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Governor Kayode Fayemi's Address at the 11th (Committee of Wives of Lagos State Officials) Cowlso Conference
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Governor Kayode Fayemi's Address at the 11th (Committee of Wives of Lagos State Officials) Cowlso Conference

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  • 1.  KEYNOTE ADDRESS BY DR KAYODE FAYEMI, GOVERNOR OF EKITI STATE ATTHE ELEVENTH (COMMITTEE OF WIVES OF LAGOS STATE OFFICIALS) COWLSOCONFERENCE, SEVENTH NOVEMBER TWO THOUSAND AND ELEVEN, LAGOS ‘WOMEN – HOW RELEVANT ARE WE?I am very delighted to be here this morning, speaking at the closing ceremony of thisyear’s COWLSO conference, with the theme ‘Women – How relevant are we?’. I havefollowed the activities of COWLSO over the years, and I must admit to being a big fanand admirer of the work of COWLSO. I would like to acknowledge all the great womenwho have played a role in developing this very important organisation and building itup to be the very significant institution it has become in Lagos State. I congratulateDame Abimbola Fashola, the Wife of the Governor of Lagos State and her colleaguesfor keeping the COWLSO dream alive. You have demonstrated, through yourcommitment and hard work, that women can indeed work together and achieve greatthings. Your accomplishments at COWLSO have inspired women in other places, soyou should not be surprised to hear that in my state, we now have a Forum ofSpouses of Ekiti State Officials (FOSESO) which was launched in June 2011. I wouldalso like to thank my brother, His Excellency, Babatunde Raji Fashola, for thesteadfast support he has been giving to COWSLO, and for all that he has done topromote the well-being of women in Lagos State.In spite of our immense wealth as a nation, Nigeria continues to suffer theconsequences of poor leadership, misguided economic policies, massive debt, andunbridled corruption. This has manifested itself in the loss of livelihoods,unemployment, and a sharp rise in the number of citizens living in dire poverty. Ifthere is a crisis in any community, women are affected in different ways from men, 1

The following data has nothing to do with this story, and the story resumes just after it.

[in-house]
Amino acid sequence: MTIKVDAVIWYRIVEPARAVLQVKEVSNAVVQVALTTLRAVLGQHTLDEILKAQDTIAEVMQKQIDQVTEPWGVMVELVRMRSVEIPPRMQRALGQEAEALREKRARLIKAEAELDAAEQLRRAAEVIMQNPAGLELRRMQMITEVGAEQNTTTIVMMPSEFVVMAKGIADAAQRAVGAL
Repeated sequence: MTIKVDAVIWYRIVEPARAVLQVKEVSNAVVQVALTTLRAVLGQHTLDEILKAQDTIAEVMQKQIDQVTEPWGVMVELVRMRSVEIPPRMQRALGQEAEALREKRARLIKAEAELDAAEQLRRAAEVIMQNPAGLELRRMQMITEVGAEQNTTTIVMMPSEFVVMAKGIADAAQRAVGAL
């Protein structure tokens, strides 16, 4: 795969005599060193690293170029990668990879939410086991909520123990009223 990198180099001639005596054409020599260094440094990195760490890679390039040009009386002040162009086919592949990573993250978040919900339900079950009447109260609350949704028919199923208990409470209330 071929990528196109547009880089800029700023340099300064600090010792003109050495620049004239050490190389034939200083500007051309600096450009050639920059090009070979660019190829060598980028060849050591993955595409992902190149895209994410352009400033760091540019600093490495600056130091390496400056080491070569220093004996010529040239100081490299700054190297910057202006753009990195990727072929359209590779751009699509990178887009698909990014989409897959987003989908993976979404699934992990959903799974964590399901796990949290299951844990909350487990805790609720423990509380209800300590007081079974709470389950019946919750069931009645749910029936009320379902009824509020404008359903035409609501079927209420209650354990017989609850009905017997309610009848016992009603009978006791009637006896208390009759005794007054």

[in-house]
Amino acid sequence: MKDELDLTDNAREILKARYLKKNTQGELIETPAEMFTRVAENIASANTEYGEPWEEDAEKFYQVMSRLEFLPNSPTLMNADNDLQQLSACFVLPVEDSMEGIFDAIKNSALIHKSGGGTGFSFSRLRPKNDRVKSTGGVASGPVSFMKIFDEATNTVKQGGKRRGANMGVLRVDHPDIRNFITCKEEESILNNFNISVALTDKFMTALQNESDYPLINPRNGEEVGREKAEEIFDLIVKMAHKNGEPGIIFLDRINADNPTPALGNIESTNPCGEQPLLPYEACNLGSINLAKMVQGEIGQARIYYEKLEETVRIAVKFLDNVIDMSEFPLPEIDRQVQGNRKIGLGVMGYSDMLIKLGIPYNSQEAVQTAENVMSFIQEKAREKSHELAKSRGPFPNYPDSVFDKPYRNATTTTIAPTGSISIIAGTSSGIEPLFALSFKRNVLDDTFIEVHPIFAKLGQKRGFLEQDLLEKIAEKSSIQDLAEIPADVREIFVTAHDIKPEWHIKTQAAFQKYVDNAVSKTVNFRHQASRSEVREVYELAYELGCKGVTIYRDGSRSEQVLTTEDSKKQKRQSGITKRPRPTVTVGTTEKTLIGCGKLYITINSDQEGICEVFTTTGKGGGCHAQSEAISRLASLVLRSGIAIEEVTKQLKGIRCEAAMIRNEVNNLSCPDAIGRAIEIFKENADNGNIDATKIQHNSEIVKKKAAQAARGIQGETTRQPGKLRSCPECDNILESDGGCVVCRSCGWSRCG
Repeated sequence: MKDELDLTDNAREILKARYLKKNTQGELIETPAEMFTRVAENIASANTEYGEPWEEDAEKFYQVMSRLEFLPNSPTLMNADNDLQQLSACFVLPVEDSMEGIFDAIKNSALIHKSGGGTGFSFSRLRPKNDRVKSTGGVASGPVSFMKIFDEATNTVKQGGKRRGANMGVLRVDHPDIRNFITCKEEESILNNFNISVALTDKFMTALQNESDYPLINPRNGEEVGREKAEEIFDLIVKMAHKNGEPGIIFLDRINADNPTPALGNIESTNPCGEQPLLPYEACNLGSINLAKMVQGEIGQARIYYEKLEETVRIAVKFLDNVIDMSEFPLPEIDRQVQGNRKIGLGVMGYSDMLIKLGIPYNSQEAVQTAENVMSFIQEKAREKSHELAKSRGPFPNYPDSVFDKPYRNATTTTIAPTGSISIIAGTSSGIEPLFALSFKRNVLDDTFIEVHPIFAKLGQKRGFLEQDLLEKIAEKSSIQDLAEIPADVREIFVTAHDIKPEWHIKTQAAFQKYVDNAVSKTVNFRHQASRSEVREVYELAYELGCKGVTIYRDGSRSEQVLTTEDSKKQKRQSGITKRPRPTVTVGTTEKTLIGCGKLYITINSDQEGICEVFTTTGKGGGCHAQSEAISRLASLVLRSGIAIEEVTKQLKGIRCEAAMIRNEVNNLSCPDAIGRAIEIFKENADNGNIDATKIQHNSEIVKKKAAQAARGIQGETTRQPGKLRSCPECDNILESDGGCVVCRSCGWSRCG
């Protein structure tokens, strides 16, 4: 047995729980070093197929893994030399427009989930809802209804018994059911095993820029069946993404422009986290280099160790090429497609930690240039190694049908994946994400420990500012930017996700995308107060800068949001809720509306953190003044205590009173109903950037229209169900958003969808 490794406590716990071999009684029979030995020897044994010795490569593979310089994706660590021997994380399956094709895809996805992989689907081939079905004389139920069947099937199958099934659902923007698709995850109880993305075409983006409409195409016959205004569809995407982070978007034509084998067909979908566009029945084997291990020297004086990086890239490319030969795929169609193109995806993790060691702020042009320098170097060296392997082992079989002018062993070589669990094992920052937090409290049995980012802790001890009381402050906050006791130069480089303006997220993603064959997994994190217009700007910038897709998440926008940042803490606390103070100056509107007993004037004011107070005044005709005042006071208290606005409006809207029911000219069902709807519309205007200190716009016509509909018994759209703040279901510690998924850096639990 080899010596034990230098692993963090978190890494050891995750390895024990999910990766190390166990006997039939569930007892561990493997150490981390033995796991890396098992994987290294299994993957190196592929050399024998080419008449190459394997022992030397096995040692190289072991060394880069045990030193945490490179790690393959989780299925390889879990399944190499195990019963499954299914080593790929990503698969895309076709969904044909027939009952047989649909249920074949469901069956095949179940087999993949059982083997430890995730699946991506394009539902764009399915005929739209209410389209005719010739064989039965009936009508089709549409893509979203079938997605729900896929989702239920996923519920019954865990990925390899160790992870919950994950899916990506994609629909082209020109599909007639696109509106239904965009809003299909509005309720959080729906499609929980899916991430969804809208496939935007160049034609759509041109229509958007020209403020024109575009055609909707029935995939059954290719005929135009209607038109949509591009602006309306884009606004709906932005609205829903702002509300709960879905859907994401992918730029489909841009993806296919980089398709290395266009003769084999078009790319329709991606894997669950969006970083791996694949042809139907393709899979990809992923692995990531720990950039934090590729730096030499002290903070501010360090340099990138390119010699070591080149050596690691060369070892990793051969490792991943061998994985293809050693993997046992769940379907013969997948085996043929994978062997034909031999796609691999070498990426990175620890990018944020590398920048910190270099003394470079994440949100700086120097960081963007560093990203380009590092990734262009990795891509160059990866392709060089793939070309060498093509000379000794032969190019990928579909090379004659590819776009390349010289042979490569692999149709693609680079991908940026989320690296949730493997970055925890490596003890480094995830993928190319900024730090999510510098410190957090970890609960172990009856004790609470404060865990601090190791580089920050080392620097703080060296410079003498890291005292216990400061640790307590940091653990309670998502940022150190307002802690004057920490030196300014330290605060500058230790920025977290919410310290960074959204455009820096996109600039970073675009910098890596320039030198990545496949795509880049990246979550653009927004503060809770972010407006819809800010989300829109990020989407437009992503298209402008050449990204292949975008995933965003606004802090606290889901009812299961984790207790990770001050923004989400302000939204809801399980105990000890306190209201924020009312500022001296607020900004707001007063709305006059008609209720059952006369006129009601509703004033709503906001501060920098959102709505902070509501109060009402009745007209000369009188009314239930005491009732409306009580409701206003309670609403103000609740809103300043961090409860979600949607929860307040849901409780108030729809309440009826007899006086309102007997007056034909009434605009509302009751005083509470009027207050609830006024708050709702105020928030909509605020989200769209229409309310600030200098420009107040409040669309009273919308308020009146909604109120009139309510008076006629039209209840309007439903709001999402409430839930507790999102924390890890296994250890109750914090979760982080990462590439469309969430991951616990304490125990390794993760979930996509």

• 2.  and in most cases, they suffer more. This affects all spheres ofdevelopment – economic, political, technological or social. Therefore women in Nigeriahave borne the brunt of the country’s misfortunes. Women continue to lack access toresources such as land, capital, technology, water and adequate healthcare. Majorityof women - most of whom are rural based, and most urban women - continue to live inconditions of economic underdevelopment and social marginalisation. Maternal andinfant mortality rates in Nigeria remain unacceptably high – one of the highest in theworld.With the continued impoverishment of the country, and the inability to prioritisehuman security needs, most of our cities and towns have become violent playgroundsfor unemployed youth, local militia, gangs of armed robbers, and kidnappers. Millionsof women and girls in Nigeria have been rendered voiceless due to the complexmanipulation of culture, religion and tradition. This has also made more women andgirls vulnerable to sexual exploitation and at risk of contracting HIV & AIDS. Crimesagainst women, young girls and children are on the rise. Gender-based violence,femicides, rapes, sexual assaults, harmful traditional and religious practices, andinstitutionalized gender-based discrimination, make private and public spaces in ourcountry very unsafe for women and girls.It is against this backdrop that we need to turn to strategies that can set us back onthe right path, because the way things are going now for us as a country, we might aswell be on an expressway to nowhere. We need to apply the brakes to the dangerousvehicle that is taking us to a destination that none of us desires, and call for newroadmaps, new vehicles and new drivers.Women hold the key to fixing most of what is wrong with our country. Now, more thanever, we need a reframing of our democratic spaces and cultures. We need to bridgethe huge gap between the powerful visions needed to drive the country forward andthe grim realities of unfulfilled expectations and dashed dreams that shape the day-to- 2